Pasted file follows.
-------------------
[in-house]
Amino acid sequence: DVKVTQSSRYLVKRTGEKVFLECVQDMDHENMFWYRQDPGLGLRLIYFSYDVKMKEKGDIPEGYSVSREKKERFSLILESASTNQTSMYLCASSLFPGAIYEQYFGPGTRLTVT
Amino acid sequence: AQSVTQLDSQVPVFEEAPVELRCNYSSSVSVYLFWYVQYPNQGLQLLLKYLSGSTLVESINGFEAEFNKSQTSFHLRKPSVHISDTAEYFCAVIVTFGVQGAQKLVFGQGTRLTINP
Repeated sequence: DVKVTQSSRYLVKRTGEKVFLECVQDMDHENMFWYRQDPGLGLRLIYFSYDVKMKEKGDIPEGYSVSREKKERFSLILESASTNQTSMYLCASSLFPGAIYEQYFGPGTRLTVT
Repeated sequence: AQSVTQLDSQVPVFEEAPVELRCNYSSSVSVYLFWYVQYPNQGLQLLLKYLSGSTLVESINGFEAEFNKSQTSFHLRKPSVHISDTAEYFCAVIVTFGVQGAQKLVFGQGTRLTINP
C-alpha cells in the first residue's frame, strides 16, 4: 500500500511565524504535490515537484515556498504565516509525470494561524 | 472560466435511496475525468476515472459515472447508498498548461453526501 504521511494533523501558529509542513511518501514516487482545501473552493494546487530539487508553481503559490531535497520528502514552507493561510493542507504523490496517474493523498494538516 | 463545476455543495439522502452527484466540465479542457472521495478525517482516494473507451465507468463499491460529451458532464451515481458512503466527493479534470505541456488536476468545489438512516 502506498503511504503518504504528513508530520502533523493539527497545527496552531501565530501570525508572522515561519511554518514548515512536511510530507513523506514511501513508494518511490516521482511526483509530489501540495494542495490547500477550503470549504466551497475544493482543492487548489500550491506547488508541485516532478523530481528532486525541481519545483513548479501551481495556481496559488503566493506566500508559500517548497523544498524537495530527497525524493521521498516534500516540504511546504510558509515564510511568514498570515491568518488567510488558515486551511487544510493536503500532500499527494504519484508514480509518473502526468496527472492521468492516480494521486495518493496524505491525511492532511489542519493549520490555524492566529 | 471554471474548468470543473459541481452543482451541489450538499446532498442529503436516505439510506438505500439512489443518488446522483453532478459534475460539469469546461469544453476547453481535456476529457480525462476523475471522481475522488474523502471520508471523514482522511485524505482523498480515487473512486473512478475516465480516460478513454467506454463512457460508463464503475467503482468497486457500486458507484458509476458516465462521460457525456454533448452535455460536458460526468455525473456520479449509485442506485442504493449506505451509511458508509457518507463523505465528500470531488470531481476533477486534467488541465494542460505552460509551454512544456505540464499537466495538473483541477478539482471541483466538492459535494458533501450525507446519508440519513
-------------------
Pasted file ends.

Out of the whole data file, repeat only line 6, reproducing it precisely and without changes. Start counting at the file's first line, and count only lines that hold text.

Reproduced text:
C-alpha cells in the first residue's frame, strides 16, 4: 500500500511565524504535490515537484515556498504565516509525470494561524 | 472560466435511496475525468476515472459515472447508498498548461453526501 504521511494533523501558529509542513511518501514516487482545501473552493494546487530539487508553481503559490531535497520528502514552507493561510493542507504523490496517474493523498494538516 | 463545476455543495439522502452527484466540465479542457472521495478525517482516494473507451465507468463499491460529451458532464451515481458512503466527493479534470505541456488536476468545489438512516 502506498503511504503518504504528513508530520502533523493539527497545527496552531501565530501570525508572522515561519511554518514548515512536511510530507513523506514511501513508494518511490516521482511526483509530489501540495494542495490547500477550503470549504466551497475544493482543492487548489500550491506547488508541485516532478523530481528532486525541481519545483513548479501551481495556481496559488503566493506566500508559500517548497523544498524537495530527497525524493521521498516534500516540504511546504510558509515564510511568514498570515491568518488567510488558515486551511487544510493536503500532500499527494504519484508514480509518473502526468496527472492521468492516480494521486495518493496524505491525511492532511489542519493549520490555524492566529 | 471554471474548468470543473459541481452543482451541489450538499446532498442529503436516505439510506438505500439512489443518488446522483453532478459534475460539469469546461469544453476547453481535456476529457480525462476523475471522481475522488474523502471520508471523514482522511485524505482523498480515487473512486473512478475516465480516460478513454467506454463512457460508463464503475467503482468497486457500486458507484458509476458516465462521460457525456454533448452535455460536458460526468455525473456520479449509485442506485442504493449506505451509511458508509457518507463523505465528500470531488470531481476533477486534467488541465494542460505552460509551454512544456505540464499537466495538473483541477478539482471541483466538492459535494458533501450525507446519508440519513